In South Carolina, Jaime Harrison, the former state Democratic Party chairman, has raised $28.6 million in his challenge to GOP Sen. Lindsey Graham, who's collected $29.9 million. John James, an African American Republican challenging incumbent Democrat Gary Peters for the Senate in Michigan, has netted $20.5 million, just behind Peters's $21.6 million.

African American women, who traditionally face the biggest barriers to political fundraising, have in some cases well outraised their opponents in recent months. In central North Carolina, Democratic challenger Pat Timmons-Goodson raised more than twice incumbent Republican Rich Hudson in the second quarter, netting $845,000 to his $329,000. In the race for an open House seat on Long Island, Democrat Jackie Gordon has $1.1 million cash on hand, giving her an 11-to-1 cash advantage over Republican state Rep. Andrew Garbarino. In Ohio, Democratic challenger Desiree Tims outraised incumbent Republican Michael Turner of Dayton by more than $300,000 in the second quarter.

"They were not top tier-candidates according to the chattering class," says Glynda Carr, president and CEO of Higher Heights for America, which assists politically active Black women. "But they went into their elections and frankly out of their primaries as the races to watch."

Not that the institutional fundraising obstacles facing Black candidates have suddenly melted away. The nation's enormous racial wealth gap, whereby the average white family has roughly 10 times the net worth of the typical Black family, has only worsened since the pandemic. And plenty of African American candidates complain of being rebuffed by the Democratic establishment. These include Erica Smith, who aspired to be North Carolina's first Black female senator, but who saw $12 million lavished on Cal Cunningham, a white male, by Democratic groups on the way to winning the nomination to challenge GOP incumbent Thom Tillis.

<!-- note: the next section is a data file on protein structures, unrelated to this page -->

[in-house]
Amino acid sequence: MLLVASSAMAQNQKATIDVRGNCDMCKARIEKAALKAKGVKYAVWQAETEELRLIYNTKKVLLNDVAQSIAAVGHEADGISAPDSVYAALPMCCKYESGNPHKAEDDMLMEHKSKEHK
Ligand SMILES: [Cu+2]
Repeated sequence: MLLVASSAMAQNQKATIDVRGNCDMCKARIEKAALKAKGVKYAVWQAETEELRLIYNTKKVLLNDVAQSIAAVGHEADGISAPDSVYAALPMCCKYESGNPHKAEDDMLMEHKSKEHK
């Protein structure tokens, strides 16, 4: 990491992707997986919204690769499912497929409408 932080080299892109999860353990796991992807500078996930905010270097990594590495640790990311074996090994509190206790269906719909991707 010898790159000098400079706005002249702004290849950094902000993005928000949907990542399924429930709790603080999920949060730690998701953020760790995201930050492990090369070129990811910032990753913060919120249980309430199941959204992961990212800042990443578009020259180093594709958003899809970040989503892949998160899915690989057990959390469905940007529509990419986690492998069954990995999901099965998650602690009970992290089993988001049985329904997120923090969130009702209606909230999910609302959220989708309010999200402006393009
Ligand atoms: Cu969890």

Advocates of campaign finance reform have long argued that political money rules that steer unlimited, often-undisclosed contributions from a handful of wealthy white billionaires to unrestricted outside groups tend to freeze out candidates of color. Public financing to match low-dollar contributions tends to to diversify the candidate pool.

Black candidates still face ingrained assumptions about their electability and fundraising clout, says Steve Phillips, the founder of Democracy in Color, which advocates for more racial diversity in politics.

"The rhetoric is easy," says Phillips. "But doing the hard work to actually move the resources" is much harder. "Are we going to balance out the financial playing field here, or not?"

He noted that a Bay Area fundraiser scheduled for Tuesday, which will divvy receipts between several Democratic Senate candidates, showcased the white man running for Senate in Georgia — Democrat John Ossoff, who will face Republican incumbent David Perdue this fall — but not the Black candidate, the Rev. Raphael Warnock, who is running the same day in an all-candidate special election for the state's other Senate seat.

"It's reflective of the blinders that white gatekeepers have," says Phillips. Still, he noted that a recent philanthropic outpouring will steer literally hundreds of millions to groups run by people of color.

The Open Society Foundations, run by philanthropist George Soros, has announced $220 million in grants to groups advancing racial justice and civic engagement. Novelist and philanthropist Mackenzie Scott, previously married to Amazon founder Jeff Bezos, has given $587 million to racial equity groups.

"That's both the promise and the challenge," says Phillips. "Those contributions do transform the landscape. But is the rest of the donor universe going to follow suit?"

Carney is a contributing writer.